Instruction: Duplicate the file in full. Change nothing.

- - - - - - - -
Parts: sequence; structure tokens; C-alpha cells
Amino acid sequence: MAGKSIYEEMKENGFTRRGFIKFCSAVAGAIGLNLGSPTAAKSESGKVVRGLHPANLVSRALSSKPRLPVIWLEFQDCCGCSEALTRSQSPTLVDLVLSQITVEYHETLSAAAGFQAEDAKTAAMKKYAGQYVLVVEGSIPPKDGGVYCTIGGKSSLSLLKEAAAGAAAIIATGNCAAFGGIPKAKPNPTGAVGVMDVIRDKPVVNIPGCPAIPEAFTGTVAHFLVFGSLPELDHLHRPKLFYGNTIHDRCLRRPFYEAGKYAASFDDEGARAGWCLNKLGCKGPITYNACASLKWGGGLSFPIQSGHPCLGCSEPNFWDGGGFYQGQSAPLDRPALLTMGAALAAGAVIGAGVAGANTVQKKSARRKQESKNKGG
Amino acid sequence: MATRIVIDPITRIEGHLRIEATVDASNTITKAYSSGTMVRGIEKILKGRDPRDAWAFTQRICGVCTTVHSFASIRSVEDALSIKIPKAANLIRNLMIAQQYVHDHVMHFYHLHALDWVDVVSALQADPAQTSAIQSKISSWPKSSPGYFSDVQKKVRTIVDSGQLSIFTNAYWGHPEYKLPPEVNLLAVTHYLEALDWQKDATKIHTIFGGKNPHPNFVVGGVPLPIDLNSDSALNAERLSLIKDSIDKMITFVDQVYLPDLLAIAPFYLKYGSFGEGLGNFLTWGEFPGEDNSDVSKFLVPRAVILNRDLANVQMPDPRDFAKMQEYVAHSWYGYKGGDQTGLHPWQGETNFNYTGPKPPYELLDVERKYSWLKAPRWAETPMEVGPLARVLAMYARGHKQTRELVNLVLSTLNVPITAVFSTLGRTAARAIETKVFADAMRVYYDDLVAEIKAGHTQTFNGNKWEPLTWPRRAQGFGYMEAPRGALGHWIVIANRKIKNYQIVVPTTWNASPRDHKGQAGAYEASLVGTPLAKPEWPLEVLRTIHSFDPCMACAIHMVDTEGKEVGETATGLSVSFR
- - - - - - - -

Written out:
Parts: sequence; structure tokens; C-alpha cells
Amino acid sequence: MAGKSIYEEMKENGFTRRGFIKFCSAVAGAIGLNLGSPTAAKSESGKVVRGLHPANLVSRALSSKPRLPVIWLEFQDCCGCSEALTRSQSPTLVDLVLSQITVEYHETLSAAAGFQAEDAKTAAMKKYAGQYVLVVEGSIPPKDGGVYCTIGGKSSLSLLKEAAAGAAAIIATGNCAAFGGIPKAKPNPTGAVGVMDVIRDKPVVNIPGCPAIPEAFTGTVAHFLVFGSLPELDHLHRPKLFYGNTIHDRCLRRPFYEAGKYAASFDDEGARAGWCLNKLGCKGPITYNACASLKWGGGLSFPIQSGHPCLGCSEPNFWDGGGFYQGQSAPLDRPALLTMGAALAAGAVIGAGVAGANTVQKKSARRKQESKNKGG
Amino acid sequence: MATRIVIDPITRIEGHLRIEATVDASNTITKAYSSGTMVRGIEKILKGRDPRDAWAFTQRICGVCTTVHSFASIRSVEDALSIKIPKAANLIRNLMIAQQYVHDHVMHFYHLHALDWVDVVSALQADPAQTSAIQSKISSWPKSSPGYFSDVQKKVRTIVDSGQLSIFTNAYWGHPEYKLPPEVNLLAVTHYLEALDWQKDATKIHTIFGGKNPHPNFVVGGVPLPIDLNSDSALNAERLSLIKDSIDKMITFVDQVYLPDLLAIAPFYLKYGSFGEGLGNFLTWGEFPGEDNSDVSKFLVPRAVILNRDLANVQMPDPRDFAKMQEYVAHSWYGYKGGDQTGLHPWQGETNFNYTGPKPPYELLDVERKYSWLKAPRWAETPMEVGPLARVLAMYARGHKQTRELVNLVLSTLNVPITAVFSTLGRTAARAIETKVFADAMRVYYDDLVAEIKAGHTQTFNGNKWEPLTWPRRAQGFGYMEAPRGALGHWIVIANRKIKNYQIVVPTTWNASPRDHKGQAGAYEASLVGTPLAKPEWPLEVLRTIHSFDPCMACAIHMVDTEGKEVGETATGLSVSFR